An Unexpected Ally

Just then, the phone rings. It is the Buyer’s Agent again. He asks if I am available to meet him and his broker at the home on Saturday. I am getting nervous. “What do you have in mind?” I ask. “Just show up around 9AM, and bring your cordless drill,” He replies.

I show up at the house on Saturday morning, and there is the Buyer’s Agent and his broker setting up saw horses and unloading lumber. I inquire, “So, what’s up?” The Broker looks me in the eye and says, “We’re removing conditions!”

For the next several hours, the three of us worked to extend the hearth, and install a very sturdy ‘code approved’ set of handrails. Bob Villa would be so proud!

Throw a Tantrum, or Swing a Hammer

Too many times, when transactions go sideways or blow up, we simply cast blame. On occasion, we even lose our calm and temper, yelling and screaming for justice. Fortunately, situations like this remind us about the true value of cooperation, and of all that can be accomplished when we work together.

On this day, we weren’t competitors.  On this day, we were like-minded professionals, working together, doing whatever was necessary in order to help both our clients achieve their goals.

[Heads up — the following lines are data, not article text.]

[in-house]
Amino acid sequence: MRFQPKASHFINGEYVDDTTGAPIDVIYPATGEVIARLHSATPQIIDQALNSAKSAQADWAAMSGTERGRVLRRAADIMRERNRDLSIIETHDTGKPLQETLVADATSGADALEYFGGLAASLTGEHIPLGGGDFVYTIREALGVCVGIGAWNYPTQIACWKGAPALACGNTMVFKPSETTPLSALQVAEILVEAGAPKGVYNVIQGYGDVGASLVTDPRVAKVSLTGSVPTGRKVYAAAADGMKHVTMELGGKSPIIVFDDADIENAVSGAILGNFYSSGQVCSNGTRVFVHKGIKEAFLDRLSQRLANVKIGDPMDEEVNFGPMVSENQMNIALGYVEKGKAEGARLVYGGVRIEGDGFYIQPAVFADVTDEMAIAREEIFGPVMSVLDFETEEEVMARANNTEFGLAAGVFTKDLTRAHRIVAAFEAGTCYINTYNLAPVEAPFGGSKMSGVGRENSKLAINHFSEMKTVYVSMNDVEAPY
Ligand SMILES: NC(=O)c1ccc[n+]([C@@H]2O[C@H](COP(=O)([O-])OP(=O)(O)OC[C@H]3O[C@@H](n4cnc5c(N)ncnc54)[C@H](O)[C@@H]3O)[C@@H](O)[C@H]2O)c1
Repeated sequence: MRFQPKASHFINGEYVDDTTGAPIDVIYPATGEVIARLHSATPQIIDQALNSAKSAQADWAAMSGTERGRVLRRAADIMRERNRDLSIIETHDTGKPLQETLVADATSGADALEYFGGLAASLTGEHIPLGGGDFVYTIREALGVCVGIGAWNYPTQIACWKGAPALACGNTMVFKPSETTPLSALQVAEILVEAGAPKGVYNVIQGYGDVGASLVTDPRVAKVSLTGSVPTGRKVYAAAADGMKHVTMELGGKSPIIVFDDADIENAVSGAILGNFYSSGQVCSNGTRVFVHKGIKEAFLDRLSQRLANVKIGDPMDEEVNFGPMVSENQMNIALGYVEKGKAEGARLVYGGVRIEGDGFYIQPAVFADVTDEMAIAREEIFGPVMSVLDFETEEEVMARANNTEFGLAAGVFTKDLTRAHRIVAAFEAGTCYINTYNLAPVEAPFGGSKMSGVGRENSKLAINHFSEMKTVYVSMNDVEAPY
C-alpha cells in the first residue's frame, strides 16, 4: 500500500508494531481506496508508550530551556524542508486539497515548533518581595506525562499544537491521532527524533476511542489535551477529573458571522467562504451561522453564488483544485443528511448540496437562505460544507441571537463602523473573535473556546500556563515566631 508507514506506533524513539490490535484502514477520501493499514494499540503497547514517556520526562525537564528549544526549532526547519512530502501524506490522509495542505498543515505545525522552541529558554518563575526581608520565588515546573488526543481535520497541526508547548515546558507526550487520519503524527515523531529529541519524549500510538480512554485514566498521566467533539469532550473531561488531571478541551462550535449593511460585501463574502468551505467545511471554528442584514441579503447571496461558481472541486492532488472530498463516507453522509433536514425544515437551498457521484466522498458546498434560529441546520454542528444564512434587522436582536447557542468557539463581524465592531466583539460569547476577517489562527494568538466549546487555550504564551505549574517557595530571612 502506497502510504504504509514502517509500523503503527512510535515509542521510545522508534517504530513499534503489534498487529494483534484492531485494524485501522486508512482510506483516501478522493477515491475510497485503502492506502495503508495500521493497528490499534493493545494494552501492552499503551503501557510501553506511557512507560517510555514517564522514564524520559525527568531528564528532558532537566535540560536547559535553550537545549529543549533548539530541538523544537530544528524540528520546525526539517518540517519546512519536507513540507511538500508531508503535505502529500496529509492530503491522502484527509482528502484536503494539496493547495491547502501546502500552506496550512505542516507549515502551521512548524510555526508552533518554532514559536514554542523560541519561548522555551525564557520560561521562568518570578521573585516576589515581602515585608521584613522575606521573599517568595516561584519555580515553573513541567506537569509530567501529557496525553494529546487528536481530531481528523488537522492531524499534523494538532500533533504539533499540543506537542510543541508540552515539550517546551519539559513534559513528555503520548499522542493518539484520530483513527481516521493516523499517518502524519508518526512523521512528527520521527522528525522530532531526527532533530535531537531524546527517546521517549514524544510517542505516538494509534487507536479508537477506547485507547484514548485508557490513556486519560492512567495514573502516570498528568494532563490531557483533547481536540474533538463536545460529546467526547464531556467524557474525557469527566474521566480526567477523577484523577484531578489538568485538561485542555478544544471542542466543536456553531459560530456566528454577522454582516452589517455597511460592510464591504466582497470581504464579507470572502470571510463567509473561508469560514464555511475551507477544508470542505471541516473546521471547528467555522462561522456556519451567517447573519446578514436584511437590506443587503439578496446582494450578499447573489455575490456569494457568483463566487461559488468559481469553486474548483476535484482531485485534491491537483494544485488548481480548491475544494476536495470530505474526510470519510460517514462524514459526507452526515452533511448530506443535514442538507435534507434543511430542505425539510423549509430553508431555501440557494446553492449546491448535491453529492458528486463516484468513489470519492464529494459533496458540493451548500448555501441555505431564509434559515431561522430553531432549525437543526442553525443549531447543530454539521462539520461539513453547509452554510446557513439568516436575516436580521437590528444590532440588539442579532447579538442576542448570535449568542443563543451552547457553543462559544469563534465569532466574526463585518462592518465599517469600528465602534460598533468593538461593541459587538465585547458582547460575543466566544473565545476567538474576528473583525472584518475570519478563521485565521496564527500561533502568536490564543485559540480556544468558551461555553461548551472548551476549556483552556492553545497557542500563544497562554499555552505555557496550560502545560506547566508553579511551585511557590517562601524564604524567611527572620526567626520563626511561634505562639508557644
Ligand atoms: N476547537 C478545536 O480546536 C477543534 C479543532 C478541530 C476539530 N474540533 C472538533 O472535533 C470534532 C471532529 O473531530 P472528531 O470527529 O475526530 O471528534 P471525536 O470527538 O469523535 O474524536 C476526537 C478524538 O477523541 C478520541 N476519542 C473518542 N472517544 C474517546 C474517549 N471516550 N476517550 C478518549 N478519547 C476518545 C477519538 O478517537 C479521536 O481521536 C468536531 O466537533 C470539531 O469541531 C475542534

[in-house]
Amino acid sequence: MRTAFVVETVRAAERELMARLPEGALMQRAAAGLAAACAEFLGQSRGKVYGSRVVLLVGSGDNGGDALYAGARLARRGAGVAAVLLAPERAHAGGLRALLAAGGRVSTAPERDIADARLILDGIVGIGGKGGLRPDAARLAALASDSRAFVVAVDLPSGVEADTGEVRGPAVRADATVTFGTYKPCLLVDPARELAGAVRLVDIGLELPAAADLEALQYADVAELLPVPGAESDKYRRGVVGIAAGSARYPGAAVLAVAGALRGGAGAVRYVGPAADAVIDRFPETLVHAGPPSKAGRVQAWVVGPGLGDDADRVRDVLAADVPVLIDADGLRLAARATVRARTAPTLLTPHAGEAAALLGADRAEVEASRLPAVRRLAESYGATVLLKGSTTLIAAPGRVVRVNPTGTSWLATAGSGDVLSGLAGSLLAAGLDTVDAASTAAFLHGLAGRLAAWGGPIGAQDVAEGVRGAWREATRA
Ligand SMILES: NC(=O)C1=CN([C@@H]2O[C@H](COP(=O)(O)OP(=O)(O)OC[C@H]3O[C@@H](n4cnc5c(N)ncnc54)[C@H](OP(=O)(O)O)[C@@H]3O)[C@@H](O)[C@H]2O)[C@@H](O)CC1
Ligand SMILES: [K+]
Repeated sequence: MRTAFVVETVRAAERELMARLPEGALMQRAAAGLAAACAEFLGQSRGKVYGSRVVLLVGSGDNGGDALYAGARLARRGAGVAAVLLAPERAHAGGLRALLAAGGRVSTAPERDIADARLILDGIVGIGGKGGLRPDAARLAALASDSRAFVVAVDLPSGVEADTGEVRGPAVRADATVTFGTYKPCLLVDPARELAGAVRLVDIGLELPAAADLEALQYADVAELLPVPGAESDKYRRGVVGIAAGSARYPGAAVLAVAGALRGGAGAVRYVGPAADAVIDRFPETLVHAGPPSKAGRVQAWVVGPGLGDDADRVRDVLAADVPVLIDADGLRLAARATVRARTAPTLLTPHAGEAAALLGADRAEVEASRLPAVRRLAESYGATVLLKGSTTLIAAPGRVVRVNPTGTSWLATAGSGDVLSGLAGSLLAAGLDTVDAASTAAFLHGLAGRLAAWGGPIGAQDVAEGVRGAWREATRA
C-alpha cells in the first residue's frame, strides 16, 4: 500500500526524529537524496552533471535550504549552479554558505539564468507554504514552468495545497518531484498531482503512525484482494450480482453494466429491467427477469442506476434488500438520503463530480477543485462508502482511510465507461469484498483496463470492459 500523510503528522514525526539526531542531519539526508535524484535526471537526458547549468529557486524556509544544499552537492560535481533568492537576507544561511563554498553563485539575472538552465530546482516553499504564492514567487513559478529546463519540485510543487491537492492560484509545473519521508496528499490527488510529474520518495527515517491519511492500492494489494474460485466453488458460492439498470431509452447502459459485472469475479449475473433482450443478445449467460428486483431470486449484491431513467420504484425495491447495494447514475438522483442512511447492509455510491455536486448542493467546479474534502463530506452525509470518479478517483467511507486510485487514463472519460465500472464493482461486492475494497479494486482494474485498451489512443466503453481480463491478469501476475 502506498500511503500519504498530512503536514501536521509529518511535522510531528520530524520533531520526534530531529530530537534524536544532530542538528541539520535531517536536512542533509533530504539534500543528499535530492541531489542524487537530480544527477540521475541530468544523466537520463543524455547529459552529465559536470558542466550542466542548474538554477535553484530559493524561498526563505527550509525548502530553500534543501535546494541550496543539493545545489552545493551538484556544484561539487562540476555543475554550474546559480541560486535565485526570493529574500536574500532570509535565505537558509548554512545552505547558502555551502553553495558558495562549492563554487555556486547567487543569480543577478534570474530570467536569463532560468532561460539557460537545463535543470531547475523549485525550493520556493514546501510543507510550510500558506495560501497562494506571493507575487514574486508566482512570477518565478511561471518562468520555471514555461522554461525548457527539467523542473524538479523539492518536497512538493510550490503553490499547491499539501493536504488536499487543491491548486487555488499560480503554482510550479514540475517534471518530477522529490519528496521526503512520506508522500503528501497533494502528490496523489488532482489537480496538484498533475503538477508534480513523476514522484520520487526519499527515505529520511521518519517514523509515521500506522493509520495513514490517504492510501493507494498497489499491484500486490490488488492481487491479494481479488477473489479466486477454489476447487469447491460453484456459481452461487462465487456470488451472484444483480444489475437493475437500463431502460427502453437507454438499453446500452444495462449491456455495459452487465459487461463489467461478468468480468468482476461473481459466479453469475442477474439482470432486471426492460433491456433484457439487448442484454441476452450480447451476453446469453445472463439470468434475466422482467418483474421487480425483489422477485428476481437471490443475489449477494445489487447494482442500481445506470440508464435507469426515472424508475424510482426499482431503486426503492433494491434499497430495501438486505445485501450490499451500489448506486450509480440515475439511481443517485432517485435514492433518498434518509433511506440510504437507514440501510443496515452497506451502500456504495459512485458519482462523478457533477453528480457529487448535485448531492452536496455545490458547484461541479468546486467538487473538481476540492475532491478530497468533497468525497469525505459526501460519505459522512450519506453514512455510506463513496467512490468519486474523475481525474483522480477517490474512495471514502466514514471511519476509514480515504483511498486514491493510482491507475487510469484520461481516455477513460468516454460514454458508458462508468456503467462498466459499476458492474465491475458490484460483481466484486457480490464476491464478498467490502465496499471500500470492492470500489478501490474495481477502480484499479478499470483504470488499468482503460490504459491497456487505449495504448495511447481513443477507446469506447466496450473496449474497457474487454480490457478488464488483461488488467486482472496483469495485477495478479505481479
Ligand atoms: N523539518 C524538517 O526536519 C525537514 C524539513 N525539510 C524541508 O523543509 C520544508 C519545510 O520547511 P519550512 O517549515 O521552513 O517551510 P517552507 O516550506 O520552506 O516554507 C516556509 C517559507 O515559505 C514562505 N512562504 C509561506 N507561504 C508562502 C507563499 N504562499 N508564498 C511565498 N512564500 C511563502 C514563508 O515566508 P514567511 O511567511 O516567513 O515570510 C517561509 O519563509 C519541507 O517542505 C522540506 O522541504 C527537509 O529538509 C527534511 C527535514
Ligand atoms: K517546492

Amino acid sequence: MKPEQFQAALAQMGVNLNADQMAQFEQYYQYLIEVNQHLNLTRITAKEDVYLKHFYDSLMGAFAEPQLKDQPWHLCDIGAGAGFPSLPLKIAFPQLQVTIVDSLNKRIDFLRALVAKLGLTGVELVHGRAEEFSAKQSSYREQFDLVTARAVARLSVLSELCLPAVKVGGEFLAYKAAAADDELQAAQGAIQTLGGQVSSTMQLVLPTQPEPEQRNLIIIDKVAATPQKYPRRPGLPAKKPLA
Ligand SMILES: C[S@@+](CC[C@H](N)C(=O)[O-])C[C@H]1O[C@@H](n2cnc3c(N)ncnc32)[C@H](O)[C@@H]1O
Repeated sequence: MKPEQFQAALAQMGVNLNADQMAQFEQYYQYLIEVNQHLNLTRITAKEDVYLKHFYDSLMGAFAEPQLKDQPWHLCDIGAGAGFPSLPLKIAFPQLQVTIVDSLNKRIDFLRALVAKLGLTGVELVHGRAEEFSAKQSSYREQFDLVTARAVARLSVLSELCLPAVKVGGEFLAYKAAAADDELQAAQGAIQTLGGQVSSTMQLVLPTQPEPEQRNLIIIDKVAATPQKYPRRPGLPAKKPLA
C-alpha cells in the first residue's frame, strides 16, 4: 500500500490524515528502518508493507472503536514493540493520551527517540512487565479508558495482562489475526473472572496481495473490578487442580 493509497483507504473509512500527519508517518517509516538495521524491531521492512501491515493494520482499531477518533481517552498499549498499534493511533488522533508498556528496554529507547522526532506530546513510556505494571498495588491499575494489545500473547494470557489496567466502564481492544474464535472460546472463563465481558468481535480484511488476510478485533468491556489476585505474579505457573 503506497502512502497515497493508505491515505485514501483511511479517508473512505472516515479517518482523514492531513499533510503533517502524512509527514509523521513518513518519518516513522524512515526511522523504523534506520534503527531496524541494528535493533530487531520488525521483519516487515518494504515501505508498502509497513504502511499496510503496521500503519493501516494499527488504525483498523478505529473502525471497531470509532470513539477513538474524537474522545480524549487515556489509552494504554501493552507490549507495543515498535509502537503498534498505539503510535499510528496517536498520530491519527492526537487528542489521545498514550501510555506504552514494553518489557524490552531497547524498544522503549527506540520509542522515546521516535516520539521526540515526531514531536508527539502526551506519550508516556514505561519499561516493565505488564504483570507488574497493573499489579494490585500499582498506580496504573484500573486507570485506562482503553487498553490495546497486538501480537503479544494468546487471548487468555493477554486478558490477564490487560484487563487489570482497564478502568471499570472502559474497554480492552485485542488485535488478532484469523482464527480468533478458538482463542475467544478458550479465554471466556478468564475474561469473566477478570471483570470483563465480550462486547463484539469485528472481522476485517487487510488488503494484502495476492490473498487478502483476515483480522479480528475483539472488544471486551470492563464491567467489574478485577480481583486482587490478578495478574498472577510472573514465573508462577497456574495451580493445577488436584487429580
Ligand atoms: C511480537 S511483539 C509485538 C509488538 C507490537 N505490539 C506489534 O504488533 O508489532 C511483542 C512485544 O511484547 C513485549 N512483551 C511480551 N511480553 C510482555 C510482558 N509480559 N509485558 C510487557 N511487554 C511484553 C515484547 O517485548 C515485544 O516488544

We closed on Monday. Life is good!

Writer for national real estate opinion column AgentGenius.com, focusing on the improvement of the real estate industry by educating peers about technology, real estate legislation, ethics, practices and brokerage with the end result being that consumers have a better experience.

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13 Comments

13 Comments

  1. Susie Blackmon

    September 16, 2008 at 8:30 am

    Oh Rich, you are just amazing. Handsome, smart and you can swing a hammer. Be still my heart. Great outcome too.. a closing! Whatever it takes, as they say.

  2. Bridget Magnus

    September 16, 2008 at 9:15 am

    The fact of the matter is sometimes we have to work a little harder for our commissions. At least once my broker has told me “you shouldn’t have to do that!” But the way I see it, a little bit of extra effort can not only save the deal, it can make you memorable as “the Realtor who fixes problems.” Those clients will remember who made things happen, who showed up on a Saturday with power tools. Who do you think they are going to call when their friends need to buy or sell?